You keep saying this like your wife is always going to be standing there when you talk to people about her. If she’s literally there, you’re likely to refer to her by name. A language learner could easily see “家内 is a word for my wife” and use it for a considerable period of time without any idea that anyone thinks it’s a problem and without the wife having any idea what is said about them (and maybe their wife doesn’t even speak Japanese).
I get that your point is “nothing bad is going to happen to you if you end up in that situation.”
Great. We get it.
But you introduced this concept by implying that we westerners invented the issue.
You’re making it sound like I unearthed an obscure translation of a Germaine Greer anthology. I provided a link to an article from a rather mainstream Japanese men’s magazine simply as a real life example illustrating the point others have made, namely that there is a conversation about language use, in this instance about terms denoting married women, in Japan that isn’t imposed on them by Westerners who – as you put it – are “judging Japanese people” and “interpret everything using Western categories”.
if my wife stands next to me, i surely don’t call her なるみ when referring to her. i call her 連れ合い, and if i was 20 years older, i might just use 家内, unless my wife would feel uncomfortable being called that.
whoever you talk to though can’t possibly feel offended by a term that doesn’t describe them, but my very own wife, if she doesn’t even mind herself.
again, i’m not moving goal posts. see how we foreigners are having this debate here on the forums, while rarely anyone ever brings it up in real life in japan? i won’t say nobody would ever, there’s always someone who feels offended by something, but in general it’s just such a non-issue, totally blown out of proportion by, yes, mostly foreigners.
nowhere did i say no japanese person talks about it ever.
i said it’s not an issue, and especially not in the grand scheme of things.
a minority of a small sample size of anonymous females asked feel the term “yome” makes them feel uncomfortable, we get it. that doesn’t mean the word is now on the “be careful when you use it” list, on par with てめえ or 野郎.
let’s treat data properly here.
and to add to this, what i also said is, that people who bring this up are more often than not westerners who have no clue what they’re talking about, and i stand by that point.
I’m sorry but suggesting that this is a niche conversation that no one but a “small sample size of anonymous females” would even think about is simply disingenuous. A quick Google search is enough to find several other articles on the topic of how to address and/or speak about married women, specifically focusing on what is, or should be, considered appropriate, dating back to at least 2015:
What was that right now? lol.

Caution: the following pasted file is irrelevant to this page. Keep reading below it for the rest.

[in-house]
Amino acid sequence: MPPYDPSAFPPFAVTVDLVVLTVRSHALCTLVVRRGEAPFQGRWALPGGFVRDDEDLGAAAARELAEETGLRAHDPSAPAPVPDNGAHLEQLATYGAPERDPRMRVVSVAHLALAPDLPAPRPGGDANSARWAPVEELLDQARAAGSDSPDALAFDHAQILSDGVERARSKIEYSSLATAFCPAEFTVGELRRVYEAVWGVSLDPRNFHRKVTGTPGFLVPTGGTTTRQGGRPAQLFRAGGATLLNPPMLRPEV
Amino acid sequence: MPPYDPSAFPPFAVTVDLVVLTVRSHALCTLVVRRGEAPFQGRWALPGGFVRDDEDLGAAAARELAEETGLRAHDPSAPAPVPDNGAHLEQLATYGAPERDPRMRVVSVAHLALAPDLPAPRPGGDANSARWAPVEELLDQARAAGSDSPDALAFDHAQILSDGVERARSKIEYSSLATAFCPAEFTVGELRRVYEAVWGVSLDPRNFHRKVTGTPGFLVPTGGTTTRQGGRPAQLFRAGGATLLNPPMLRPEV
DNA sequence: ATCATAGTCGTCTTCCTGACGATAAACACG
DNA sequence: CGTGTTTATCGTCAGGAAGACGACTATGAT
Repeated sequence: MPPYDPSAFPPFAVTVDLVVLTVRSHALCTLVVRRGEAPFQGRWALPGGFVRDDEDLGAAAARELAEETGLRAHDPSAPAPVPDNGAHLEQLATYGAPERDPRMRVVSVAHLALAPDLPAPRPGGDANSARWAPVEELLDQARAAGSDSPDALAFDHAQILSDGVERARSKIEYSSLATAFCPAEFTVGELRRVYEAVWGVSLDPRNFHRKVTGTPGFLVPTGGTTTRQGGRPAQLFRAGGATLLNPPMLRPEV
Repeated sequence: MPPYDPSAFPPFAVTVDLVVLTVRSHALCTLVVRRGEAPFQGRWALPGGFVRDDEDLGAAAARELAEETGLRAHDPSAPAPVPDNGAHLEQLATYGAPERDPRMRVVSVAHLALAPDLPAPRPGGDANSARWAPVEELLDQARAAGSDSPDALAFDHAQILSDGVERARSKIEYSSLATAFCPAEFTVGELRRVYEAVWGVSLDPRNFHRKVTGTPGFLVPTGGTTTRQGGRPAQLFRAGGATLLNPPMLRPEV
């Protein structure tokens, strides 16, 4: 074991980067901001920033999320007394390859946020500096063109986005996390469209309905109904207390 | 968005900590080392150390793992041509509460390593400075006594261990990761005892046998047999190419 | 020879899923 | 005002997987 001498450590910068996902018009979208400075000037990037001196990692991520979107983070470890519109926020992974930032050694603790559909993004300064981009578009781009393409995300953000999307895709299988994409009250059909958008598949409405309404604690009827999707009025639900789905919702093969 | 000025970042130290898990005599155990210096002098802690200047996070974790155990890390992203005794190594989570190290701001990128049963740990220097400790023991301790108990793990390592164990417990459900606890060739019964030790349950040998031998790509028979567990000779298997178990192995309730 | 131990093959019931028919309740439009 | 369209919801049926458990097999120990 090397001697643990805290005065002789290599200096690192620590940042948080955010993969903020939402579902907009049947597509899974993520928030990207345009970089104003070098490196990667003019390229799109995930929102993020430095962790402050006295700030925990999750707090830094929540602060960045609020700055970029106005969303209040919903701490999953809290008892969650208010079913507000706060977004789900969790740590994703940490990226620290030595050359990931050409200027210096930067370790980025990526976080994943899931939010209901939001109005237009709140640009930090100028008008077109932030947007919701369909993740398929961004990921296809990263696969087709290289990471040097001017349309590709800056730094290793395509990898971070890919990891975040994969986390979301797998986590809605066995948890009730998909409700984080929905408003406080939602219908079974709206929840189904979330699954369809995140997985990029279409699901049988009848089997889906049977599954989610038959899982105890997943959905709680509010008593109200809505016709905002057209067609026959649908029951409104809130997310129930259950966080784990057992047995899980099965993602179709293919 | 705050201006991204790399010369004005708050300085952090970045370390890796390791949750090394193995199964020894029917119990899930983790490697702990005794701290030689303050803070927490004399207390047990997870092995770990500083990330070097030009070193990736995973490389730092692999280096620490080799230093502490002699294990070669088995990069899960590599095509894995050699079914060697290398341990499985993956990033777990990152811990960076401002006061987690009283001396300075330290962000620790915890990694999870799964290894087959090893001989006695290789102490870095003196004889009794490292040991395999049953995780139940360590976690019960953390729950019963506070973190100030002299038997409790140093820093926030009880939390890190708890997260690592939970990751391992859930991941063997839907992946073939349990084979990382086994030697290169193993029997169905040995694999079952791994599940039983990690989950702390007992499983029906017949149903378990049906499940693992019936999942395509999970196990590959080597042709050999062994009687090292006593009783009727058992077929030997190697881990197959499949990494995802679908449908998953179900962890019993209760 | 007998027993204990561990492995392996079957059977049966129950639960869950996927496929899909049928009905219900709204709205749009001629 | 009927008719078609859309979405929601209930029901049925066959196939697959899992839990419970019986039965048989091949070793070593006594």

I won’t follow you down there, bud.
Have fun though, I’ll take a nap. I said what I had to say anyone, and will let everyone draw their own conclusions. Repeating this nauseam is a bit tiring.
Look, I just joined the conversation in an attempt to make (what I thought would be) a productive contribution to the discussion by providing a few real life examples of what is being talked about in a variety of Japanese media. Take it or leave it.
In an interview I’ve watched/read about with an elder gay man that frequents variety shows, I know he personally chose to use okama, or something similar that is outdated/considered offensive, simply because he’s always identified that way. However, I know a lot of younger LGBT people in Japan tend to use English phrases such as “gay,” or “lesbian,” or “transgender.” I’ve seen Tokyo Pride flyers use those terms in katana, and even saw ゲイ written in sharpie at a table in a gay club in Tokyo. So it almost depends on the person (especially for lesbians in Japan!) what they prefer to use.
Thanks for sharing your insights! ^>^ It makes sense as well, importing the English words, and sort of starting anew (since the Japanese words have a history of prejudice connected to them). It sounds like a good rule of thumb to keep to the English terms unless you hear someone else use a different word to refer to themselves (making them okay to use in the situation at hand).
It was in Europe (international electronics company you know of), half of my colleagues were Japanese and the other half were Europeans, and a whole load of them were ex-pats that had returned from doing a few years in Japan. No-one in that category was offended by this (i.e. the 白人の外人). I would say 外人 was one of the most commonly used Japanese words amongst the 外人 (non-Japanese speakers). But like I said, I heard this from Japanese people too in communication to non Japanese, it was used freely and no feelings hurt ever.
These were all grown-ups so maybe that’s why
In any case - context IS everything. If I overheard a conversation and people were talking about me calling me a “silly sausage” in the UK I know they are thinking of me in an endearing way. If they call me a stupid prat it might sting a little, but in general “stupid” and “prat” are not entirely rude.
Of course I can foresee a playground scenario where bullies call kids 外人 because they are of mixed ethnic background, etc. But as an adult, we understand this is just used to describe a foreign person, like the word “foreigner” in English, eh. The default status of the word “foreigner” is not an offensive one, same applies to 外人.
Blows my mind someone could be offended by this. Might as well be saying the word “bum bum”.